2018 Theater in Review

By Larry Laneer
December 11, 2018

As 2018 comes to an end, it’s time to recognize outstanding achievements in theater. It was a fairly fine year for musicals but weak, weak, weak for plays. A new feature of Theater in Review begins this year. Each category (may) include work recognized as “Highly Commended.” It’s analogous to a nomination in the category. While maybe not the best in the category, work cited as highly commended is worthy of special recognition. Only categories with outstanding work are included. Thus, some categories may not appear this year (Best Lighting Design of a Play, for example). From ­­­­56 theatrical productions viewed in 2018:

Best Musical: Fun Home (Lyric Theatre of Oklahoma). This show had it all: quality book and score, creative design, remarkable performances, spot-on staging. It was the highlight of the theatrical year.
Highly Commended: When We’re Gone (Lyric).

Best Play: Greater Tuna (Oklahoma City Repertory Theatre). Theatergoers may be surprised at this selection, an old play that’s been done before. But director Steve Emerson and experienced pros Jonathan Beck Reed and Donald Jordan found some depth in a play that’s often not much more than a party skit, which is how it started. The show didn’t have much competition, but that doesn’t lessen its accomplishment.

Best Touring Musical: The Color Purple (OKC Broadway). In this rarely cited category, the show gave theatergoers a chance to see the touring version of John Doyle’s production that won the 2016 Tony Award for best musical revival.

Best Direction of a Musical: Michael Baron (Fun Home). With a story that jumps around in time and place and one character played by three different actors, this musical gave Baron a chance to show his skill and creativity.
Highly Commended: Lyn Cramer (Mamma Mia!, Lyric).

Best Direction of a Play: Tyler Woods (The Revolutionists, Oklahoma Shakespeare in the Park). Woods led four actresses in outstanding performances in a handsome, well-conceived production.
Highly Commended: Steve Emerson (Greater Tuna).

Best Choreography of a Musical: Matthew Sipress (Hello, Dolly!, Lyric). With choreography faithful to the show’s origins (in 1964), Sipress had the cast in almost constant motion, or rather, motions.
Highly Commended: Matthew Sipress (Fun Home).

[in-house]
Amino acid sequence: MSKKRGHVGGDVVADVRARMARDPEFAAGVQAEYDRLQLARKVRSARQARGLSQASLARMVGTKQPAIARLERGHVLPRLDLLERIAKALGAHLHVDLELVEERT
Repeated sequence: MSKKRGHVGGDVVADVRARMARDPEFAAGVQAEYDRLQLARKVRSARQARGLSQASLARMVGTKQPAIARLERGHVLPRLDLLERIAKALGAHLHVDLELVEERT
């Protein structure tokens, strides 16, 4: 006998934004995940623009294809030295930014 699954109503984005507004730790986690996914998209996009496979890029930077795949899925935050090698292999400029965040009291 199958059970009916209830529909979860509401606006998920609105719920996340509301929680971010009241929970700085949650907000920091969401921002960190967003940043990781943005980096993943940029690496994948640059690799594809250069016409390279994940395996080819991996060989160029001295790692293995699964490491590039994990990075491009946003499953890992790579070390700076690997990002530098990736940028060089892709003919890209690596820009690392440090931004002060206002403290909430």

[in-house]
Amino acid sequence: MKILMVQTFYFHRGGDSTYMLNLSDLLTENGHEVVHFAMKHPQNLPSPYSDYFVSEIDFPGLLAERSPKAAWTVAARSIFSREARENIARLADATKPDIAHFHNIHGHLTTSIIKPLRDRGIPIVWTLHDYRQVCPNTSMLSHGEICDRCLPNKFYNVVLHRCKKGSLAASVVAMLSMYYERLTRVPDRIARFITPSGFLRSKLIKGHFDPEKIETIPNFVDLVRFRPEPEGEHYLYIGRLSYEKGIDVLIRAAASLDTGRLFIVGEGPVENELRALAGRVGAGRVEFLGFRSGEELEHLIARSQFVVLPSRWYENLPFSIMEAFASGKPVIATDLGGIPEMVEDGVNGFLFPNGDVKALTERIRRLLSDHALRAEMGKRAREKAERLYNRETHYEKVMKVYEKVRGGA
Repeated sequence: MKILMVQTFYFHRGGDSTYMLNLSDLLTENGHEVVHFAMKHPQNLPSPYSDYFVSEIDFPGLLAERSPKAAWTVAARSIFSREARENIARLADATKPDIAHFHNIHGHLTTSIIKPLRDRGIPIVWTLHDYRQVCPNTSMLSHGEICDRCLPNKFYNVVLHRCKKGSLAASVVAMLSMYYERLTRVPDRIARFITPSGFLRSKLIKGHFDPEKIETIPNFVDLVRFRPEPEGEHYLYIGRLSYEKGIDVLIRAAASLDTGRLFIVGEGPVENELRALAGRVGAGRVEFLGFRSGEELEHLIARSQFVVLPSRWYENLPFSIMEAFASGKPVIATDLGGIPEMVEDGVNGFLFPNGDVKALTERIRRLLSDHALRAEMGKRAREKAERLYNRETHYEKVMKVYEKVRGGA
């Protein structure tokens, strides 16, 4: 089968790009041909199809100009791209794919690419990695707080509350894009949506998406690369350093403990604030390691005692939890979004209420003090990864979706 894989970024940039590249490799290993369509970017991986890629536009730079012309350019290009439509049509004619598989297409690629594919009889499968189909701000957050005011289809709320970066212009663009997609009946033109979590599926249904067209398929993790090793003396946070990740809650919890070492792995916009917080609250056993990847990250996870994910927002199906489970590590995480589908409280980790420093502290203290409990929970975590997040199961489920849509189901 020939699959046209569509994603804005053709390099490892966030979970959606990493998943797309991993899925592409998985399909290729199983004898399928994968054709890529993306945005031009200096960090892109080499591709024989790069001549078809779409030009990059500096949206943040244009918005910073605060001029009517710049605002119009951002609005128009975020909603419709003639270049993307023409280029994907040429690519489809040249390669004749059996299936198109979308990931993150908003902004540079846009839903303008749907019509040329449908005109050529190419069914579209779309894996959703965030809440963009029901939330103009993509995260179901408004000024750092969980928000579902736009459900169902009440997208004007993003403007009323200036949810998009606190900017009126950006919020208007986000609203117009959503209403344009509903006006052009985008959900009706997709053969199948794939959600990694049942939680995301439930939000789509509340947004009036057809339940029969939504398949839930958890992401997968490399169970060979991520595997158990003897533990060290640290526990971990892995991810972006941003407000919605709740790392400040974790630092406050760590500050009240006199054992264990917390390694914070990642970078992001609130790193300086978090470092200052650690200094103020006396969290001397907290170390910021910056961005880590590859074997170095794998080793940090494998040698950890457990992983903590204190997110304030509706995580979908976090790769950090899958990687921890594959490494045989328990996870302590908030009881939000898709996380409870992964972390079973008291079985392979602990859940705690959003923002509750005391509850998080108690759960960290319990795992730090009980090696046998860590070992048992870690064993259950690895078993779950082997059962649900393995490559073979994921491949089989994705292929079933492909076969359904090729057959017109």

Best Performance by a Leading Actress in a Play: Amanda Lee (The Revolutionists). Lee swung from ditz to screech owl in a commanding performance that showed greater depth as the play went on.
Highly Commended: Brenda Williams (An Act of God, Pollard Theatre Company).

Best Performance by a Leading Actor in a Play:  Stephen Lang (Beyond Glory, Oklahoma City Repertory Theatre). This one-man show could have been jingoistic but wasn’t. Lang adapted stories of a variety of Medal of Honor recipients and told them with feeling and depth.
Highly Commended: Jonathan Beck Reed (Greater Tuna).

Best Performance by a Leading Actress in a Musical:  Katja Rivera Yanko (Dogfight, University of Oklahoma Weitzenhoffer School of Musical Theatre). In a heart-felt performance, Yanko nailed her character’s harrowing vulnerability and ultimate strength. And her performance reminds us that some of the best, edgiest work is done in our fine collegiate theater departments.

Best Performance by a Leading Actor in a Musical: Mateja Govich (Fun Home). Govich gave a riveting performance as Bruce, the troubled father in this musical drama.

Best Performance by a Featured Actress in a Musical:  Taylor Yancey (Fun Home). The young Yancey handled some of the most intense scenes ever staged at the Plaza Theatre like a seasoned professional.
Highly Commended: Sandra Mae Frank (Fun Home).

Best Performance by a Featured Actress in a Play: Alexis Ward (The Revolutionists). As the voice of reason amid chaos, Ward was a surprisingly solid anchor in the play.
Highly Commended: Madison Hill (The Revolutionists).

Best Scenic Design of a Musical: Dawn Drake (Fun Home). Lyric got cartoonist Alison Bechdel’s permission to base the scenic design on her images. Drake’s design was creative and reflected the essence of the story.

Best Scenic Design of a Play: Richard Carl Johns (The Revolutionists). Johns’s bold scenic design gave the production in Oklahoma Shakespeare in the Park’s Paseo space a seedy charm.

Best Lighting Design of a Musical: Helena Kuukka (Mamma Mia!). The show’s vibrant costumes and scenery looked brilliant under Kuukka’s lighting.

Best Costume Design of a Musical: Jeffrey Meek (Mamma Mia!). In a Lyric summer season bursting with color, Meek made other colorful shows look drab with this one.